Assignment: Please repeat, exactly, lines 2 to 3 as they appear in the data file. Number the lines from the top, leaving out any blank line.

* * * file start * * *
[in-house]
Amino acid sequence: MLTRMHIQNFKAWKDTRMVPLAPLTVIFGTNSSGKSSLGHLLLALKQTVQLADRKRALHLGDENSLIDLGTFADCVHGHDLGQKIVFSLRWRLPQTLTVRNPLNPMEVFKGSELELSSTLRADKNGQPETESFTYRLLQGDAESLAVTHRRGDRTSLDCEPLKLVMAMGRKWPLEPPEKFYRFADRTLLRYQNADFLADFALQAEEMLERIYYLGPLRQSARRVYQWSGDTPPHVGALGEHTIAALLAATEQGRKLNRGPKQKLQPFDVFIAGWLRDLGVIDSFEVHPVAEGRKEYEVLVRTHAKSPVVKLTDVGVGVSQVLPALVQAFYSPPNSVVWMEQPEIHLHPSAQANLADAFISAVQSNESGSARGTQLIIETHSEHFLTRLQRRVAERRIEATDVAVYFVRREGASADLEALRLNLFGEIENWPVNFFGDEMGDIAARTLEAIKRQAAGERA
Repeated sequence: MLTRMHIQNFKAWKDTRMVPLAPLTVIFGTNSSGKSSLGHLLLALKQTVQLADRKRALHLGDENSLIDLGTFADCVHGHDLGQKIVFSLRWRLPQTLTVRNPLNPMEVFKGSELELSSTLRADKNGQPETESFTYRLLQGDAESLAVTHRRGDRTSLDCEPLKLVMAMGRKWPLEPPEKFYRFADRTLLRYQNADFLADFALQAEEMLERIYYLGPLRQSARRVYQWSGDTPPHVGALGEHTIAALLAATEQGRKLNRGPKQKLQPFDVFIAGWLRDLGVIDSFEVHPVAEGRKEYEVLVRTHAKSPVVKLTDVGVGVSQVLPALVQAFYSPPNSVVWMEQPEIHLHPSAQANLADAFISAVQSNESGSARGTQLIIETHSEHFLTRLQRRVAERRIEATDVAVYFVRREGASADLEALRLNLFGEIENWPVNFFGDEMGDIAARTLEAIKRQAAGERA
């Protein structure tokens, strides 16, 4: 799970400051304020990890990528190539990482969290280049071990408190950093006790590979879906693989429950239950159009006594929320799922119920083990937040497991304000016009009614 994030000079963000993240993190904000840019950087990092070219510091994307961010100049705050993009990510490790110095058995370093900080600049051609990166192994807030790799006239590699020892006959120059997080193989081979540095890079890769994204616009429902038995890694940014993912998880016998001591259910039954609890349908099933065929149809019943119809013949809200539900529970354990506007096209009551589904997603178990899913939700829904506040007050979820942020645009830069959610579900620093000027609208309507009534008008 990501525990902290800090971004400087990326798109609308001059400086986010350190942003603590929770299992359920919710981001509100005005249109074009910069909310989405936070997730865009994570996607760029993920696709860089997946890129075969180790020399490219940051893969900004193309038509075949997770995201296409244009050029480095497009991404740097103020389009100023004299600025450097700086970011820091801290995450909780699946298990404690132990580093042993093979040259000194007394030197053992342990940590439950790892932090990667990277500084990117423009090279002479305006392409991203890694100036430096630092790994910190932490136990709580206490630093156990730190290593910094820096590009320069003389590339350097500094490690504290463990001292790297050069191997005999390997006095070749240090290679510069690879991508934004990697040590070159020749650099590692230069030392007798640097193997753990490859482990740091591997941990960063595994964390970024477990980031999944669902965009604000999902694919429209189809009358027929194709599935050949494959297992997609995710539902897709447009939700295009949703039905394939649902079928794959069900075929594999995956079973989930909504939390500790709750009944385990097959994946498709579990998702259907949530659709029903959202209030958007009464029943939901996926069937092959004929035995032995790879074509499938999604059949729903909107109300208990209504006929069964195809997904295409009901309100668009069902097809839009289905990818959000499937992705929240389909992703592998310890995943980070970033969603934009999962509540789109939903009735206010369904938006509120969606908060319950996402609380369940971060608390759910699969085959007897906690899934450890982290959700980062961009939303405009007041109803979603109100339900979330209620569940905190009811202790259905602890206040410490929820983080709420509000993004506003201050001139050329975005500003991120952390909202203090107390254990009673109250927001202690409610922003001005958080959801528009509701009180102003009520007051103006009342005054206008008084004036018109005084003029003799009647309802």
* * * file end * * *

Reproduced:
Amino acid sequence: MLTRMHIQNFKAWKDTRMVPLAPLTVIFGTNSSGKSSLGHLLLALKQTVQLADRKRALHLGDENSLIDLGTFADCVHGHDLGQKIVFSLRWRLPQTLTVRNPLNPMEVFKGSELELSSTLRADKNGQPETESFTYRLLQGDAESLAVTHRRGDRTSLDCEPLKLVMAMGRKWPLEPPEKFYRFADRTLLRYQNADFLADFALQAEEMLERIYYLGPLRQSARRVYQWSGDTPPHVGALGEHTIAALLAATEQGRKLNRGPKQKLQPFDVFIAGWLRDLGVIDSFEVHPVAEGRKEYEVLVRTHAKSPVVKLTDVGVGVSQVLPALVQAFYSPPNSVVWMEQPEIHLHPSAQANLADAFISAVQSNESGSARGTQLIIETHSEHFLTRLQRRVAERRIEATDVAVYFVRREGASADLEALRLNLFGEIENWPVNFFGDEMGDIAARTLEAIKRQAAGERA
Repeated sequence: MLTRMHIQNFKAWKDTRMVPLAPLTVIFGTNSSGKSSLGHLLLALKQTVQLADRKRALHLGDENSLIDLGTFADCVHGHDLGQKIVFSLRWRLPQTLTVRNPLNPMEVFKGSELELSSTLRADKNGQPETESFTYRLLQGDAESLAVTHRRGDRTSLDCEPLKLVMAMGRKWPLEPPEKFYRFADRTLLRYQNADFLADFALQAEEMLERIYYLGPLRQSARRVYQWSGDTPPHVGALGEHTIAALLAATEQGRKLNRGPKQKLQPFDVFIAGWLRDLGVIDSFEVHPVAEGRKEYEVLVRTHAKSPVVKLTDVGVGVSQVLPALVQAFYSPPNSVVWMEQPEIHLHPSAQANLADAFISAVQSNESGSARGTQLIIETHSEHFLTRLQRRVAERRIEATDVAVYFVRREGASADLEALRLNLFGEIENWPVNFFGDEMGDIAARTLEAIKRQAAGERA